Uranium Unveiled: What Are Its Uses?

Scientists and students see it on the periodic table—atomic number 92, chemical symbol U. Uranium, named after the planet Uranus, is a naturally occurring radioactive element found in soil rock and water. It’s the 48th most abundant element found in natural crustal rock.

A uranium glass lid purchased at a garage sale. UO2 causes the piece to fluoresce. Photo by Beeblaine

But did you know that uranium’s potential as an energy source was discovered only in the mid-20th century? Before its radioactive properties were recognised, uranium was used to tint glass and ceramics. It has a greenish and yellowish tint which, when exposed to UV light, turns fluorescent green or blue. Photographers also used uranium as a toner for their prints. It can turn blacks and silvers into reddish brown and platinum prints to blue, green and red tones.

Discovery of Uranium

German chemist Martin Klaproth discovered this radioactive element in 1789 while analysing mineral samples from silver mines in the present day Czech Republic. 

Uranium ore

But it was in 1896 that French physicist Henri Becquerel accidentally discovered uranium’s radioactive properties. He was investigating X-rays before he studied how uranium salts are affected by light.

When he placed uranium salts on top of a photographic plate wrapped in black paper, he saw that there were still black spots on the plate. This meant that the salts emitted radiation that passed through the black paper.

After Becquerel’s discovery of radioactivity, Marie Curie and her husband Pierre continued the studies and eventually shared the 1903 Nobel Prize for Physics with Becquerel.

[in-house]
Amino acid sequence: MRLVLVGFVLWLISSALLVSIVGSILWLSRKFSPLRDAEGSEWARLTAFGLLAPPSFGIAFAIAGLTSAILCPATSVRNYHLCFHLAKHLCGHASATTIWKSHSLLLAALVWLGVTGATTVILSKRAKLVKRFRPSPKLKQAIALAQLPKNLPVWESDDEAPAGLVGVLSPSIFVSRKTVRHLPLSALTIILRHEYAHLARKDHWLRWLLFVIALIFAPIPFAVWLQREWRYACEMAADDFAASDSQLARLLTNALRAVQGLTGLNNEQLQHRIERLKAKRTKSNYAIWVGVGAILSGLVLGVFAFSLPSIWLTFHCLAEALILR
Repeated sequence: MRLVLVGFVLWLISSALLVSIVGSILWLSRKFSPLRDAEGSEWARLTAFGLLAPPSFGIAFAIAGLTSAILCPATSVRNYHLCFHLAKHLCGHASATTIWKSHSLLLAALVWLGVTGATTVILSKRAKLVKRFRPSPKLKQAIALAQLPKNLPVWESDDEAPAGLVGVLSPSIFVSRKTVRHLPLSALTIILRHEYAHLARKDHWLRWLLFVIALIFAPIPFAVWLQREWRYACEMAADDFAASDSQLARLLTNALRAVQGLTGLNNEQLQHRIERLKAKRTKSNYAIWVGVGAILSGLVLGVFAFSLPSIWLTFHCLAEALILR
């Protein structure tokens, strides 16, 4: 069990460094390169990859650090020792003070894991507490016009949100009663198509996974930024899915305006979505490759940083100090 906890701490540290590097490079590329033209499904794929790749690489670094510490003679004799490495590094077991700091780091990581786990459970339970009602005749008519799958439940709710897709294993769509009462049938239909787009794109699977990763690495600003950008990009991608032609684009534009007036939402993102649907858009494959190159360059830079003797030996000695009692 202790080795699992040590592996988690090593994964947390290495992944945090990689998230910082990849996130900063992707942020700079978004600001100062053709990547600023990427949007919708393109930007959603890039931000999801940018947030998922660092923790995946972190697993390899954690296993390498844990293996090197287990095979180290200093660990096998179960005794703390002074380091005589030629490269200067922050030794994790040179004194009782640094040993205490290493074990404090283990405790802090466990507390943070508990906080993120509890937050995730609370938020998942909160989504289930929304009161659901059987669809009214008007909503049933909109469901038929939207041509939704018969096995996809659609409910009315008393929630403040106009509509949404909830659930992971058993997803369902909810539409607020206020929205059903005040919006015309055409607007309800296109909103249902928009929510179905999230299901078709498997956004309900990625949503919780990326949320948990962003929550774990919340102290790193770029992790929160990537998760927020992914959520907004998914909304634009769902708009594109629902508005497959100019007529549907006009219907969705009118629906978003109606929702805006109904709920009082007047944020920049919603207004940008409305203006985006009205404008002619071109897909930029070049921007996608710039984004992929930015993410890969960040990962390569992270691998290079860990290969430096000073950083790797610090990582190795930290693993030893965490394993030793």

Uranium and Nuclear Power

An essential element in nuclear reactors, one ton of natural uranium can produce about 44 million kilowatt-hours of electricity. 

Before it can generate heat and boil water into steam, the mined uranium goes through a process called enrichment, which increases the uranium-235 concentration from 0.7% to 3 to 5%. 

After that, the uranium is converted to powder that will be pressed to form small pellets. These pellets are then inserted into fuel rods that will be assembled onto the reactor.

Countries with Uranium Resources

Australia has the world’s largest Economic Demonstrated Resources (EDR) of uranium and is the world’s third largest producer of uranium, according to Geoscience Australia. 

Kazakhstan, Namibia and Canada are the other top uranium producers in the world. Kazakhstan currently has research reactors but does not have any operational nuclear power plants while Canada has 19 CANDU reactors which provides about 15% of Canada’s electricity needs.

Aerial photo of the Bruce Nuclear Generating Station near Kincardine Ontario. Photo by Chuck Szmurlo taken March 15, 2006 with a Nikon D70 and a Nikon 70-200 f2.8 lens.

Real Time Radiation Monitoring in Nuclear Power Plants

In Australia, each state and territory enforces its respective regulations on radiation safety. Organisations or enterprises are then responsible to create and implement and regularly review their radiation management plan. They must comply with regulations and train their workers including contractors. The annual dose limit for occupational exposure is 20 mSv.

For area radiation monitors or personal radiation monitoring devices, you can rely on SensaWeb. With our monitors, you can easily detect and interdict radioactive materials.

Connect with us here or at our email address: info@sensaweb.com.au. You can also call us at +61 415 409 467.

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